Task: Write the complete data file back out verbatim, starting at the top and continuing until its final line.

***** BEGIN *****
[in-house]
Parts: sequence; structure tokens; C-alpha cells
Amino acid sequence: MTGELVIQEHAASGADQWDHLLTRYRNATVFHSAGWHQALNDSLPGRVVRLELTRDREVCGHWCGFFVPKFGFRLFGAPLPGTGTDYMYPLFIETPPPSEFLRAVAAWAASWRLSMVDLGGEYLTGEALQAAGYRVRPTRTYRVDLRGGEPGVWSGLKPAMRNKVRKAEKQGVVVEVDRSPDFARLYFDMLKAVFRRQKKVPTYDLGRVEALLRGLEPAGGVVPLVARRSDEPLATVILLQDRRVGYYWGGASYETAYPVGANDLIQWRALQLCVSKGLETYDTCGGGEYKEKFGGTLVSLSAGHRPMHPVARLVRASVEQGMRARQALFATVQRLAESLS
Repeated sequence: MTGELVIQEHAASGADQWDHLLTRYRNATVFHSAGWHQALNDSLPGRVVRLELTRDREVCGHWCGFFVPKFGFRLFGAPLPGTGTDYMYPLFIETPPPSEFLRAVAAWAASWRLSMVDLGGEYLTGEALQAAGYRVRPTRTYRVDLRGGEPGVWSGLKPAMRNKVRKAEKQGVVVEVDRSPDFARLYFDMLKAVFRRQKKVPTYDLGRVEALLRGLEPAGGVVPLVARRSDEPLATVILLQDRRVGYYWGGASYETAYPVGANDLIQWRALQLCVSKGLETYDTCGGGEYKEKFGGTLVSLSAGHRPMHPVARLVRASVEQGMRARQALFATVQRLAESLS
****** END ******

[in-house]
Parts: sequence; structure tokens; C-alpha cells
Amino acid sequence: MTGELVIQEHAASGADQWDHLLTRYRNATVFHSAGWHQALNDSLPGRVVRLELTRDREVCGHWCGFFVPKFGFRLFGAPLPGTGTDYMYPLFIETPPPSEFLRAVAAWAASWRLSMVDLGGEYLTGEALQAAGYRVRPTRTYRVDLRGGEPGVWSGLKPAMRNKVRKAEKQGVVVEVDRSPDFARLYFDMLKAVFRRQKKVPTYDLGRVEALLRGLEPAGGVVPLVARRSDEPLATVILLQDRRVGYYWGGASYETAYPVGANDLIQWRALQLCVSKGLETYDTCGGGEYKEKFGGTLVSLSAGHRPMHPVARLVRASVEQGMRARQALFATVQRLAESLS
Repeated sequence: MTGELVIQEHAASGADQWDHLLTRYRNATVFHSAGWHQALNDSLPGRVVRLELTRDREVCGHWCGFFVPKFGFRLFGAPLPGTGTDYMYPLFIETPPPSEFLRAVAAWAASWRLSMVDLGGEYLTGEALQAAGYRVRPTRTYRVDLRGGEPGVWSGLKPAMRNKVRKAEKQGVVVEVDRSPDFARLYFDMLKAVFRRQKKVPTYDLGRVEALLRGLEPAGGVVPLVARRSDEPLATVILLQDRRVGYYWGGASYETAYPVGANDLIQWRALQLCVSKGLETYDTCGGGEYKEKFGGTLVSLSAGHRPMHPVARLVRASVEQGMRARQALFATVQRLAESLS